1. ## Circle in linked list

Question asked by visitor manish jaiswal

What is the procedure to be applied for finding whether there is any circle formed in a linked list?

plz keep in mind there is a bulk of elements in linked list, so complexity must be negligible.

2. ## Re: Circle in linked list

if ‘tail.next’ is equal to ‘head’

or

then it is a circular linked list.

3. ## Re: Circle in linked list

basic concept is that if a particular node is linked to any of the previous nodes,then it forms a circle.
even a single node with a link pointing to itself is a circle length one.

thus by checking whether the link field of the last node is linked to the header node , you can find whether a circle is present or not.

4. ## Re: Circle in linked list

the logic is quite simple...if the last node points to the head node,then its a circular link list. eg:

{
struct node *p;
while(p!=NULL)
{
{
break;
}
else
p=p->next;
}
if(p==NULL)
printf("its not a circular link list");

}

5. ## Re: Circle in linked list

You can have two pointers p,q pointing to the header node...Inside a while loop you move the second pointer by two nodes and first pointer by one node...if loop exists,definitely the two pointers will meet each other,so p==q condition gets satisfied...This method not only finds the loop formed in the header node but also finds the loop formed in any other nodes...The code as follows:-

{
int k=0;
while(q->next!=null && !k)
{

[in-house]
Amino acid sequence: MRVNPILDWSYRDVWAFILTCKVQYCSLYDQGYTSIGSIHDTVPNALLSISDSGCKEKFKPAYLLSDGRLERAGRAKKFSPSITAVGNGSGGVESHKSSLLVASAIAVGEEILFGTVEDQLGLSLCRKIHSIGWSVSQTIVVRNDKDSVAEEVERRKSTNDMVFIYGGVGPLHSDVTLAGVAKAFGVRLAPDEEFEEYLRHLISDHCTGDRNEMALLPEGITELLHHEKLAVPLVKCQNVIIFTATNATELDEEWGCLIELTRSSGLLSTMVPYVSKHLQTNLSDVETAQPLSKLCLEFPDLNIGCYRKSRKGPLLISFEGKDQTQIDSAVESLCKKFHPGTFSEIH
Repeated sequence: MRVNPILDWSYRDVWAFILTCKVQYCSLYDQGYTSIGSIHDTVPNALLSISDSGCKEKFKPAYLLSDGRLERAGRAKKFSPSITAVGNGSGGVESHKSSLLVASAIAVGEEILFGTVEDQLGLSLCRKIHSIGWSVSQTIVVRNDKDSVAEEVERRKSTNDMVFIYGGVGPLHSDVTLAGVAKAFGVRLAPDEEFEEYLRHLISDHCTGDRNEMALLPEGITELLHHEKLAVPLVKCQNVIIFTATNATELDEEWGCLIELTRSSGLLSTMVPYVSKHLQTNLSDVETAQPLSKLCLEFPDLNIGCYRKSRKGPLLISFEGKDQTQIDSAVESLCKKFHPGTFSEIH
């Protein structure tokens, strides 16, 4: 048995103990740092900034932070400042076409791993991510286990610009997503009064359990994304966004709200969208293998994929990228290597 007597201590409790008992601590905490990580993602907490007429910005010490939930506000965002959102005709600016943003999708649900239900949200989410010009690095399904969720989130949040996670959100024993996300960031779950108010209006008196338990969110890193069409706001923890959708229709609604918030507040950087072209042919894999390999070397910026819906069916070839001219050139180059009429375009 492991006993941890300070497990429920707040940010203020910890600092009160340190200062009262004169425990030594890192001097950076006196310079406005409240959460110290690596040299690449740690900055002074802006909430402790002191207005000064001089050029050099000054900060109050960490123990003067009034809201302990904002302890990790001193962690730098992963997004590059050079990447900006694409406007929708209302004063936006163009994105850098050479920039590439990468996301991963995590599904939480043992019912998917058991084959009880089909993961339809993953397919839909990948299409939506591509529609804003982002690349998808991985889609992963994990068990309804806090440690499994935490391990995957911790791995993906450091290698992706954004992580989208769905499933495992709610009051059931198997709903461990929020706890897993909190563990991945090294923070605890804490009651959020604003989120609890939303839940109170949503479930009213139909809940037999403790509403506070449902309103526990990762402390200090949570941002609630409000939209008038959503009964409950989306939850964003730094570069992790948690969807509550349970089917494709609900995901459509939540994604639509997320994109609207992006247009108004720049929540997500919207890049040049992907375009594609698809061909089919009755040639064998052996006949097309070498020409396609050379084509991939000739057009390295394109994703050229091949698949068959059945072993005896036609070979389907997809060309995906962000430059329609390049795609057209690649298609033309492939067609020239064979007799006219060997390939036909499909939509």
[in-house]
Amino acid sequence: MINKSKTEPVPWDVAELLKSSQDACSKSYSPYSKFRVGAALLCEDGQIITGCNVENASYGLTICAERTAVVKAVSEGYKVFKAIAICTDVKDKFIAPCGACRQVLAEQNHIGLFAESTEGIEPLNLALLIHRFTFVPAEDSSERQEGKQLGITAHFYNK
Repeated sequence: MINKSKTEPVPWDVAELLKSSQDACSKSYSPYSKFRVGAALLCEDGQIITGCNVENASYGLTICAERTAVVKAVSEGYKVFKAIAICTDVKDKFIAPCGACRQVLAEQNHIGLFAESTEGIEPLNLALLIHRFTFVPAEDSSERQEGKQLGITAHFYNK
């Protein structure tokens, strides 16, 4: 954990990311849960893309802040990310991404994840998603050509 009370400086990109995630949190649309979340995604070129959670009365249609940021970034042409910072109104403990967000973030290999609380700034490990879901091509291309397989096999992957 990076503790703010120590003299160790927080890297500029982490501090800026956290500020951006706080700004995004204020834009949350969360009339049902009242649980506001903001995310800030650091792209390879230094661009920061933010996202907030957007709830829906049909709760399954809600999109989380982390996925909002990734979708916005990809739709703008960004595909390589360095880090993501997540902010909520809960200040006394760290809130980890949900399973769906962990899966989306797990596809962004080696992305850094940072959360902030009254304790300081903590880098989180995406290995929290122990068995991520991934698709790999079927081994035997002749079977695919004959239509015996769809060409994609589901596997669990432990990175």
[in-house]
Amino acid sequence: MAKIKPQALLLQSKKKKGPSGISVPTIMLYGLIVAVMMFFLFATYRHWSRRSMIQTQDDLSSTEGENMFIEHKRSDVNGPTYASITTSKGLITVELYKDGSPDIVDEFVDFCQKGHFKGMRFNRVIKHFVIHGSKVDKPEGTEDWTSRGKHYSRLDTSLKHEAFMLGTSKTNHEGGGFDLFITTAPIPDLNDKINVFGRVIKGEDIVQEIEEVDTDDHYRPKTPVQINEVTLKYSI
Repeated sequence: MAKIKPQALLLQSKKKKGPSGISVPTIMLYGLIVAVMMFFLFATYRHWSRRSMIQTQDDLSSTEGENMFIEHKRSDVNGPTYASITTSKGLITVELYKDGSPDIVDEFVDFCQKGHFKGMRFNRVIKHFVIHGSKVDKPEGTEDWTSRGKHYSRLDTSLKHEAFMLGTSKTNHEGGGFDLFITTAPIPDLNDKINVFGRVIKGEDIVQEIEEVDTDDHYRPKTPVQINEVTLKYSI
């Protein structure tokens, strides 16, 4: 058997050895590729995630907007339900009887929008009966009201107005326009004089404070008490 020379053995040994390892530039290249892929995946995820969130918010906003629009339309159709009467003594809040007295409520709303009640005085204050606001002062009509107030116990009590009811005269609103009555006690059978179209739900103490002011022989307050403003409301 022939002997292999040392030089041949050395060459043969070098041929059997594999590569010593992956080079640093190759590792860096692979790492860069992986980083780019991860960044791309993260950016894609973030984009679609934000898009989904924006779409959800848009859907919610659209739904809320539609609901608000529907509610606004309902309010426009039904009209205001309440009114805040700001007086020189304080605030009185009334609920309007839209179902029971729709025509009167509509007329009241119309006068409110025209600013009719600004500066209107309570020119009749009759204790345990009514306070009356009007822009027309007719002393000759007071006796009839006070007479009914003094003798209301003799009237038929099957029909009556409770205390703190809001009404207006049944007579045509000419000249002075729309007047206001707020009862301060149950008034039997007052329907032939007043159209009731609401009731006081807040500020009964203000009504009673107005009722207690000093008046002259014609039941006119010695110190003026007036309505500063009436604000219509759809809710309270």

p=p->next;
q=q-next->next;
if(p==q)
k=1;
}
if(k)
printf("loop exists")
else
printf("no loop");
}

if there is no loop then q will reach null before p...If there is no loop,the loop will set k as 1 at one time,I think this will work for all...

regards,
rms...

6. ## Function Recursion

I know in c / c++, a function(module) called by itself more than once is called function recursion. But i want to know the actual process i.e how data is executing inside and how display occur by giving any authentic example.. Thanx

7. ## Re: Circle in linked list

For recursive function calls, every time the function is called, it get loaded onto STACK. Consider the below example code for finding factorial of a number using recursion.
/*****************/
int main(int argc, char* argv[])
{
int num = 5;

printf("Factorial!! = %d\n", fact(num));

return 0;
}

int fact(int num)
{
if((num == 1) || (num == 1))
{
return 1;
}
else
{
return (num * fact(num-1));
}
}
/**********************/

Below is the CALL STACK for factorial of number 5
/*********************/
2 * fact(int 1) line 21
3 * fact(int 2) line 25 + 12 bytes
4 * fact(int 3) line 25 + 12 bytes
5 * fact(int 4) line 25 + 12 bytes
fact(int 5) line 25 + 12 bytes
main(int 1, char * * 0x00910e80) line 12 + 9 bytes
/*********************/

Explaination: The evaluation shall be as per the stack behaviour(LIFO). For the 1st time when fact(num) is called, it will be loaded in stack. inside this function fact(num-1) is called as long as the else condition is satisfied. When num = 1 or num = 0 is satisfied, then evaluation starts and evaluation order will as shown above. Return Value from each stage is multiplied with previous stage and FINALLY returns to the MAIN function where factorial value is displayed.

Hope this is useful!!!!
--> Pavan Mustyala

8. ## Re: Circle in linked list

Hi, This below code can be used to check for circle in the list. This is updated version for RMSECE's post. The number of iterations will reduce by 1 compared to that code since initially, 1st pointer points to HEAD node and 2nd pointer points to node next to HEAD. There by one iteration is reduced here. But in worst case, both methods results in same number of iterations.

{
int k = 0;
int count = 0;

while(q != NULL && q->pNext!= NULL && !k)
{
p = p->pNext;
q = q->pNext->pNext;
if(p == q)
k = 1;
count++;
}
if(k)
printf("\n\nloop exists &#37; d\n\n", count);
else
printf("\n\nno loop %d\n\n", count);
}

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